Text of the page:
By KEVIN DERBY
U.S. plays The Netherlands Sunday in the Women’s World Cup Final
With the U.S. Women’s Soccer Team continuing to shine in the World Cup and scheduled to face The Netherlands in the final on Sunday, two Florida Democrats are taking advantage of the moment to push for the team to be paid more.
U.S. Rep. Kathy Castor, D-Fla., one of the cochairs of the Congressional Soccer Caucus, wrote to Carlos Cordeiro, the president of the U.S. Soccer Federation, on the matter.
“Despite continuing to break attendance and viewership records, and many times generating more revenue than the U.S. Men’s National Soccer Team, the U.S. Women’s National Soccer Team has faced an outsized wage gap compared to their male counterparts,” Castor’s office noted.
Castor wrote Cordeiro on Wednesday.
“I urge you to take the opportunity surrounding the unparalleled success of the U.S. Women’s National Team (USWNT) and remedy the inequities in their compensation and treatment. Doing so would rectify the long-standing unfairness that the USWNT has continued to endure. I have been pressing this issue for years, urged your predecessor to act, and now look to you to take action,” Castor wrote. “Just this year, the team has filed a gender discrimination lawsuit against the U.S. Soccer Foundation (USSF). On International Women’s Day, I filed a resolution in the U.S. House of Representatives calling for pay equity. You have received a letter from me and several of my colleagues today demanding answers about gender discrimination and unequal pay for the USWNT. What more will it take for our players to receive the recognition and compensation they deserve?
“As the players stated in their lawsuit: ‘The pay for advancement through the rounds of the World Cup was so skewed that, in 2014, the USSF provided the MNT with performance bonuses totaling $5,375,000 for losing in the Round of 16, while, in 2015, the USSF provided the WNT with only $1,725,000 for winning the entire tournament. The WNT earned more than three times less than the MNT while performing demonstrably better,’” Castor wrote before turning her attention to the USWNT’s current run in the Women’s World Cup.
“The facts are overwhelmingly clear and financial reports show that the women’s team has generated more revenue for U.S. Soccer than the men over the last three years. The U.S. 2-1 victory over France on June 28 set a record for the most-watched Women’s World Cup quarterfinal match on U.S. English-language television. FOX drew 6.12 million viewers for Friday’s match, and peaked at 8.24 million. FIFA expects the competition to reach a total of 1 billion viewers across all platforms worldwide. And Nike has stated that the USWNT soccer jersey is the best-selling soccer top ever sold on its website. It is clear that it is long past time that our women start earning equal pay as their counterparts,” Castor wrote.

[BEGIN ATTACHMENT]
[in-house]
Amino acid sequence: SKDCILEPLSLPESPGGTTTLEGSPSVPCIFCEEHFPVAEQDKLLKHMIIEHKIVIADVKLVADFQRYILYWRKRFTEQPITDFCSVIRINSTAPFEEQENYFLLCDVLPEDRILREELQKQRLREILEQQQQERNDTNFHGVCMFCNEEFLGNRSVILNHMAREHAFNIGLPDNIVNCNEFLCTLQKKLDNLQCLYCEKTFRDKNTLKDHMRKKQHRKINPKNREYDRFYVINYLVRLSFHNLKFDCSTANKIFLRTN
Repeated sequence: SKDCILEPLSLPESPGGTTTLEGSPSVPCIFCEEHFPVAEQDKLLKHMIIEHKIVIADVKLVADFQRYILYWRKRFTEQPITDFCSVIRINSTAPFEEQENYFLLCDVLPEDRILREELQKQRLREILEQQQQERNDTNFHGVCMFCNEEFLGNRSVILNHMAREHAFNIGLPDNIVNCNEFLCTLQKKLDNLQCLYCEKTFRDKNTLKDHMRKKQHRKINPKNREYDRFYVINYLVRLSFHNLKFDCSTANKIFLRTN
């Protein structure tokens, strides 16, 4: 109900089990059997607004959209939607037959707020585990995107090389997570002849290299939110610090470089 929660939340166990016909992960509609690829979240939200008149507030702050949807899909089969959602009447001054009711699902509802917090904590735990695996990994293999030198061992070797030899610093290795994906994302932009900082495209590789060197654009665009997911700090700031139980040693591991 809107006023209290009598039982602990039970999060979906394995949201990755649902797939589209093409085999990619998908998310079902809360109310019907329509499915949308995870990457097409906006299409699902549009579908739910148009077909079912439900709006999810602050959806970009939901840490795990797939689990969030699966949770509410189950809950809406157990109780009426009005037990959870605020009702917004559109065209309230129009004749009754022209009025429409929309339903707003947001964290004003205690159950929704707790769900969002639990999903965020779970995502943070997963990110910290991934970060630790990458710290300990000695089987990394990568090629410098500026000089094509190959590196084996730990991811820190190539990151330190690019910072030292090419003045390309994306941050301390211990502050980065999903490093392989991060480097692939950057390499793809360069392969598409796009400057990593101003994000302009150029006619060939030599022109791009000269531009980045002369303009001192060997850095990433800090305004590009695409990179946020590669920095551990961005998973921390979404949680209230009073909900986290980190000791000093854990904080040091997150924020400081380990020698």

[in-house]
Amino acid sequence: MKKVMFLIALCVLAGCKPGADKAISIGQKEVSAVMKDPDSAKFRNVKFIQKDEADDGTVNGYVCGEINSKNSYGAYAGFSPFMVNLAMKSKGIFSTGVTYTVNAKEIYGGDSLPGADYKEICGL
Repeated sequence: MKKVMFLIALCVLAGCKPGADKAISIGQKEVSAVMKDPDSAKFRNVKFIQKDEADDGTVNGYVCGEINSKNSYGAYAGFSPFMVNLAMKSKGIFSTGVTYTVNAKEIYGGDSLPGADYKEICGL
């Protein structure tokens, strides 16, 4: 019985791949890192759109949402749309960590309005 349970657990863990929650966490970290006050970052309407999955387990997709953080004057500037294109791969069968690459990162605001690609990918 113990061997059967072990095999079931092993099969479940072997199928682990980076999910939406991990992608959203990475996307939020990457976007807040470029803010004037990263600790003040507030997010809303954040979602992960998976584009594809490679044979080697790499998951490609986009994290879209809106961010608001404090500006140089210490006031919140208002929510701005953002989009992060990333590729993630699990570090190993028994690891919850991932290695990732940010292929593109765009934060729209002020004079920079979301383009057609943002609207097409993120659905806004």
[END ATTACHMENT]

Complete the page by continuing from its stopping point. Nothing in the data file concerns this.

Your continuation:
“I urge you and U.S. Soccer to not only act to rectify the pay inequity for the USWNT, but to urge FIFA to do more to raise the status of women in international soccer. It is reported that FIFA’s cash reserves have soared to a record $2.74 billion. That’s more than enough to take meaningful action to invest in women’s competition and boost pay equity for female players.
The eyes of the world are focused on the skill and determination of the USWNT and we are anxiously awaiting the outcome on Sunday. But we can no longer wait for U.S. Soccer to take action to treat the USWNT fairly,” Castor concluded.
Castor wasn’t the only member of the Florida delegation to write Cordeiro on the matter this week. On Wednesday, the Democratic Women’s Caucus cochairs, including U.S. Rep. Lois Frankel, D-Fla., rounded up 50 members of the House to sent a letter to Cordeiro. Signers from Florida included Castor, Frankel and fellow Democrat U.S. Reps. Debbie Mucarsel-Powell and Debbie Wasserman Schultz.
“The inequities that these women champions have faced as members of the USWNT are indefensible,” the members wrote. “The U.S. Soccer Federation should work to correct course and close the wage gap so that the only thing women athletes are fighting for is the world title or a gold medal. Instead, the message sent to women and girls is that their skills and accomplishments are of lesser value.”
The Women’s World Cup Championship Final will be played between the United States and The Netherlands in Lyon, France. It can be seen on the FOX TV network at 11 a.m. ET Sunday.